Meritage: You've probably seen this term on American wine labels. And if you're like 99% of the wine drinking population, you've been saying "mer-it-AHJ". After all, it looks like a French word, right? WRONG. It's actually an American word, stemming from the words "merit" and "heritage", and rhyming with the latter: "MER-it-idge".
So now that you can say it, what does it mean? Meritage is a term created by American vintners in the 1980's that basically means "Bordeaux blend". A red meritage is a blend of any of the five red grapes allowed in the Bordeaux region of France (cabernet sauvignon, cabernet franc, merlot, malbec, and petit verdot), while a white meritage is a blend of any of the three white grapes allowed (sauvignon blanc, semillon, and muscadelle). Only wineries who have paid to join the Meritage Association are legally allowed to use the term on their labels. You can read all sorts of stuff about it at www.meritagewine.org.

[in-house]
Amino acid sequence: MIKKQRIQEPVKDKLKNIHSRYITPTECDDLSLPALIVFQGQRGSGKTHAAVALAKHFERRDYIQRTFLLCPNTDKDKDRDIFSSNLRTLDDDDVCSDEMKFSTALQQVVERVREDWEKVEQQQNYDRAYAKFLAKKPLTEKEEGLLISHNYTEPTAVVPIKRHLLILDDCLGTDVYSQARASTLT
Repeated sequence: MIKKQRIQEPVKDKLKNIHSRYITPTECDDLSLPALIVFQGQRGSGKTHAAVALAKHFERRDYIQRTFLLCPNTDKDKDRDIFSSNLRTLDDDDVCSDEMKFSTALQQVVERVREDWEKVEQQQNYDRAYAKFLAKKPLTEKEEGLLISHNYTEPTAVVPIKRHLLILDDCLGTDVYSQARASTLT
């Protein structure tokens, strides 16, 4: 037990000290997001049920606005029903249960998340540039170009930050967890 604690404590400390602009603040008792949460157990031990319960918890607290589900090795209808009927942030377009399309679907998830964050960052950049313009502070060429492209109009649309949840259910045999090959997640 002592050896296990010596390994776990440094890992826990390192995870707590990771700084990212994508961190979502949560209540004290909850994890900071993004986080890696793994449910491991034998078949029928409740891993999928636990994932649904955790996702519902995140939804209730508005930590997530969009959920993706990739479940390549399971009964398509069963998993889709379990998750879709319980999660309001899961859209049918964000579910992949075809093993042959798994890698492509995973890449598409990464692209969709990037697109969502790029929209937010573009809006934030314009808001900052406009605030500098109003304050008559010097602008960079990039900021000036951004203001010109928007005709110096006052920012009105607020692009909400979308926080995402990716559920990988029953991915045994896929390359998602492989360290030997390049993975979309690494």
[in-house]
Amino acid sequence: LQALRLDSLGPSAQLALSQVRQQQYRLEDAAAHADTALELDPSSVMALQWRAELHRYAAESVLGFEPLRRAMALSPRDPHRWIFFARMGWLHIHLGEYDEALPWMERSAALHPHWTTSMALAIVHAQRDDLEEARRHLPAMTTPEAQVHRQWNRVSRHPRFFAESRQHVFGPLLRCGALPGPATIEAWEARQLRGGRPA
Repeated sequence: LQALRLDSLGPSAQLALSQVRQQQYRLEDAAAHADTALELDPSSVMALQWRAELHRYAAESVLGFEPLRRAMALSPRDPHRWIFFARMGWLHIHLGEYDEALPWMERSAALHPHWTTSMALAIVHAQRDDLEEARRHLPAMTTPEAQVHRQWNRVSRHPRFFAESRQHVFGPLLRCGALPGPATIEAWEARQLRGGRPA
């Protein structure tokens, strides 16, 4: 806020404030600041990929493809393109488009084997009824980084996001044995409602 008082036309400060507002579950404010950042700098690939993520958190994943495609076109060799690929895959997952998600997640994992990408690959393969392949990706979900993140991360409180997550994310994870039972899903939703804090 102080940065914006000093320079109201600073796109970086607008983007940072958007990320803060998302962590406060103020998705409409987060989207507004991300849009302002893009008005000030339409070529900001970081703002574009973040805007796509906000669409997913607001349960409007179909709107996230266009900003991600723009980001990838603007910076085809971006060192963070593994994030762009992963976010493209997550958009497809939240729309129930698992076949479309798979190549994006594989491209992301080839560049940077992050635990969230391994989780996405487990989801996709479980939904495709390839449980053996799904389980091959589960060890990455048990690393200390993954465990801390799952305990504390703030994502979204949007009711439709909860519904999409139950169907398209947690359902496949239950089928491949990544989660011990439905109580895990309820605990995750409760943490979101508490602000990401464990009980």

One thing to remember is that not all American Bordeaux blends will say meritage on the label - either the winery has chosen not to join the Meritage Association, or it has decided to use a cool proprietary name instead. Great wines like Justin Isosceles and Trefethen Double T Red are Bordeaux blends, but neither one uses the word meritage. Whatever you do, don't become a meritage snob and drink only wines with the "m-word". However, if you are compelled to try a true meritage, take one of these home and pop the cork: